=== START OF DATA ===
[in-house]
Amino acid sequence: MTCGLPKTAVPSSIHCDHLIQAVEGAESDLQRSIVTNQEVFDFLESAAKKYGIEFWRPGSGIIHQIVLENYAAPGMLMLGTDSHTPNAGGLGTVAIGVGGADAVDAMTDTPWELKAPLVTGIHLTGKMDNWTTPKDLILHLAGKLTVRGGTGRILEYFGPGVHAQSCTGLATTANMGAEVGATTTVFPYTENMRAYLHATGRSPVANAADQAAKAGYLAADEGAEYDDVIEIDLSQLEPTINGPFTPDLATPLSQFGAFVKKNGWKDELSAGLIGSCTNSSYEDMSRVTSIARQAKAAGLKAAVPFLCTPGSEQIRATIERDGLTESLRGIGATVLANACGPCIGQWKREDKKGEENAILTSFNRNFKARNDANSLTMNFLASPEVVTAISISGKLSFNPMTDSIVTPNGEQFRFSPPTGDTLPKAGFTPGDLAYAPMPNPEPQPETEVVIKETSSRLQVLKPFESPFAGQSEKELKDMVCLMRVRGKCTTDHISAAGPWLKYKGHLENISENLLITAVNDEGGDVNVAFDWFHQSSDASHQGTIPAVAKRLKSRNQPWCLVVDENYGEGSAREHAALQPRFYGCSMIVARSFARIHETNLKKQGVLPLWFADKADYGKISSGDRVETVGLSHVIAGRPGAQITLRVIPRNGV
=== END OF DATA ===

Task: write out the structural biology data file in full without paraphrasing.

[in-house]
Amino acid sequence: MTCGLPKTAVPSSIHCDHLIQAVEGAESDLQRSIVTNQEVFDFLESAAKKYGIEFWRPGSGIIHQIVLENYAAPGMLMLGTDSHTPNAGGLGTVAIGVGGADAVDAMTDTPWELKAPLVTGIHLTGKMDNWTTPKDLILHLAGKLTVRGGTGRILEYFGPGVHAQSCTGLATTANMGAEVGATTTVFPYTENMRAYLHATGRSPVANAADQAAKAGYLAADEGAEYDDVIEIDLSQLEPTINGPFTPDLATPLSQFGAFVKKNGWKDELSAGLIGSCTNSSYEDMSRVTSIARQAKAAGLKAAVPFLCTPGSEQIRATIERDGLTESLRGIGATVLANACGPCIGQWKREDKKGEENAILTSFNRNFKARNDANSLTMNFLASPEVVTAISISGKLSFNPMTDSIVTPNGEQFRFSPPTGDTLPKAGFTPGDLAYAPMPNPEPQPETEVVIKETSSRLQVLKPFESPFAGQSEKELKDMVCLMRVRGKCTTDHISAAGPWLKYKGHLENISENLLITAVNDEGGDVNVAFDWFHQSSDASHQGTIPAVAKRLKSRNQPWCLVVDENYGEGSAREHAALQPRFYGCSMIVARSFARIHETNLKKQGVLPLWFADKADYGKISSGDRVETVGLSHVIAGRPGAQITLRVIPRNGV